|Sherryl Woods (photo from website)|
The original Sweet Magnolias — Maddie, Helen and Dana Sue — were childhood friends who stuck by each other through thick and thin, but over the course of the series, just like all of us in real life, they’ve welcomed newcomers to the fold. They’ve even become multi-generational as their daughters and even a few local seniors have been included in their famed margarita nights.
For someone like me, who grew up in a suburb of Washington, DC where military families and, therefore, friends came and went, friendships have always been vitally important in my life. I hang onto the people I love for dear life, keeping in touch despite time and distance.
Lately, though, I’ve been through a period when the loss of dear friends has been more permanent. I have to say it’s come as a disconcerting shock to realize that I’m now at an age when I’m more likely to lose someone to death than a cross-country move.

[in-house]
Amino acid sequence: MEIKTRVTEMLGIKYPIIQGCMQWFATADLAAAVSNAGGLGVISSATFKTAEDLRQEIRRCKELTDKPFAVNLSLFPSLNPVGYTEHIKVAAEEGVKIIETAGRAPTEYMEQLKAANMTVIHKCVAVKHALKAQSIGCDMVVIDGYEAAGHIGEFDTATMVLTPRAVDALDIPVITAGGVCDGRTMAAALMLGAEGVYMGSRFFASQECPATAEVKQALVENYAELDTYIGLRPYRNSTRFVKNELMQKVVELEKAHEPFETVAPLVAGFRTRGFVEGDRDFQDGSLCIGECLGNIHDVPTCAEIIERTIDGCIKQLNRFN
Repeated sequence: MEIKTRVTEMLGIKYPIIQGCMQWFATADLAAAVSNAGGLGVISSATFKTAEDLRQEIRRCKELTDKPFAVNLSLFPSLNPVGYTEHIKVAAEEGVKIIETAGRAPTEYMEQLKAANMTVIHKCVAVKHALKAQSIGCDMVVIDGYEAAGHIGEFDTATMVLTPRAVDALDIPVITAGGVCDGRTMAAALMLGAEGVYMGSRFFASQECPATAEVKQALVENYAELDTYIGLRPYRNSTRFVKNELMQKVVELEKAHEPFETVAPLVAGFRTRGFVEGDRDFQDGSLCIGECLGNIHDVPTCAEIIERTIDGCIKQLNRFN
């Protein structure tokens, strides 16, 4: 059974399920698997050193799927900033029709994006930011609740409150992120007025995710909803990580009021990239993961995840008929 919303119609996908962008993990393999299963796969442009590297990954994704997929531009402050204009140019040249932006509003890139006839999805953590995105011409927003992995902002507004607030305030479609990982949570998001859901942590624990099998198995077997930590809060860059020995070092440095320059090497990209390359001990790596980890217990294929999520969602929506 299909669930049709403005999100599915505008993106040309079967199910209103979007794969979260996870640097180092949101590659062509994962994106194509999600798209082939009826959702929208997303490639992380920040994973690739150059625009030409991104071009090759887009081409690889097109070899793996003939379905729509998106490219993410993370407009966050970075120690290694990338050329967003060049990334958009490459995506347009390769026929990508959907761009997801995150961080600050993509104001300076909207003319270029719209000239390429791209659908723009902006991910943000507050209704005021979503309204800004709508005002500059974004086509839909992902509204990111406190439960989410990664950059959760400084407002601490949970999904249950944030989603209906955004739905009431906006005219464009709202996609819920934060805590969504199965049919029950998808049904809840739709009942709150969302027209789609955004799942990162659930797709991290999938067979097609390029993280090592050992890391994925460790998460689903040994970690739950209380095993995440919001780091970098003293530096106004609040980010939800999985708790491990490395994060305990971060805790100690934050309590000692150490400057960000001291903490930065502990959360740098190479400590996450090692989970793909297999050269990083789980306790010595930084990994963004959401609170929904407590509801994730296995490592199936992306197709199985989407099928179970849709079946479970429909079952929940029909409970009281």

This is a transition we all must face eventually. As a minister friend points out to me, the cycle of life is inevitable. That doesn’t mean we have to like it, but we do have to learn to deal with the grief and move on. And it’s at times like these that the friends left behind mean more than ever. They provide support and comfort and much-needed laughter amid the tears.
Over the years I’ve been around many people who’ve lived well into their 80s and 90s. One thing they’ve all agreed on is that outliving their contemporaries is tough. From them, I’ve learned to make a decided effort to include a lot of younger people in my circle of friends, just as the Sweet Magnolias have done in these books. It’s something you might want to consider as well.
Because as our lives inevitably change, as people come and go whatever the reason, friendships matter more than ever. I hope your circle of friends is large, that it includes young and old, and that you remember each and every day how those you love enrich your life. In other words, I wish you your own group of Sweet Magnolias!